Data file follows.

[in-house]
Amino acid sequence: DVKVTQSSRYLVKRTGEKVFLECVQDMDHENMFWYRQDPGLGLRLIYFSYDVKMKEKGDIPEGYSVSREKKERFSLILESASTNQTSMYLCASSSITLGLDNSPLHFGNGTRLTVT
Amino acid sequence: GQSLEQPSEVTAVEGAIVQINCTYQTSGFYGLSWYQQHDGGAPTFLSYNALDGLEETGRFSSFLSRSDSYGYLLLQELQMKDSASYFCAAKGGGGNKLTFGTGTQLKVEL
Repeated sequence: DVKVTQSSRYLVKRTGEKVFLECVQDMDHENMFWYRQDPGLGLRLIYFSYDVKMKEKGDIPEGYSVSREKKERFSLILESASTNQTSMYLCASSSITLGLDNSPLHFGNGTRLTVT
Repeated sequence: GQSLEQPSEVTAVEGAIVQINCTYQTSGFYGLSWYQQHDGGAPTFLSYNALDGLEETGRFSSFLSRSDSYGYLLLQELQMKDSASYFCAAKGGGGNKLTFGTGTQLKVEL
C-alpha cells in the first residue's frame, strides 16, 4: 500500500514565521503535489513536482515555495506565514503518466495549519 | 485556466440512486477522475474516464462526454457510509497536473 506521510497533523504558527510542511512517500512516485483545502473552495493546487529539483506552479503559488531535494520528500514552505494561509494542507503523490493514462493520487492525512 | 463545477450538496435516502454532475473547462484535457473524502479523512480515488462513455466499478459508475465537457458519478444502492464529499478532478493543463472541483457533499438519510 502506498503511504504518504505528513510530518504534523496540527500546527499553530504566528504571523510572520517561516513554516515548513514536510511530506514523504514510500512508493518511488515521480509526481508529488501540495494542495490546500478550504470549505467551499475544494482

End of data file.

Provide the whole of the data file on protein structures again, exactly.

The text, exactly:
[in-house]
Amino acid sequence: DVKVTQSSRYLVKRTGEKVFLECVQDMDHENMFWYRQDPGLGLRLIYFSYDVKMKEKGDIPEGYSVSREKKERFSLILESASTNQTSMYLCASSSITLGLDNSPLHFGNGTRLTVT
Amino acid sequence: GQSLEQPSEVTAVEGAIVQINCTYQTSGFYGLSWYQQHDGGAPTFLSYNALDGLEETGRFSSFLSRSDSYGYLLLQELQMKDSASYFCAAKGGGGNKLTFGTGTQLKVEL
Repeated sequence: DVKVTQSSRYLVKRTGEKVFLECVQDMDHENMFWYRQDPGLGLRLIYFSYDVKMKEKGDIPEGYSVSREKKERFSLILESASTNQTSMYLCASSSITLGLDNSPLHFGNGTRLTVT
Repeated sequence: GQSLEQPSEVTAVEGAIVQINCTYQTSGFYGLSWYQQHDGGAPTFLSYNALDGLEETGRFSSFLSRSDSYGYLLLQELQMKDSASYFCAAKGGGGNKLTFGTGTQLKVEL
C-alpha cells in the first residue's frame, strides 16, 4: 500500500514565521503535489513536482515555495506565514503518466495549519 | 485556466440512486477522475474516464462526454457510509497536473 506521510497533523504558527510542511512517500512516485483545502473552495493546487529539483506552479503559488531535494520528500514552505494561509494542507503523490493514462493520487492525512 | 463545477450538496435516502454532475473547462484535457473524502479523512480515488462513455466499478459508475465537457458519478444502492464529499478532478493543463472541483457533499438519510 502506498503511504504518504505528513510530518504534523496540527500546527499553530504566528504571523510572520517561516513554516515548513514536510511530506514523504514510500512508493518511488515521480509526481508529488501540495494542495490546500478550504470549505467551499475544494482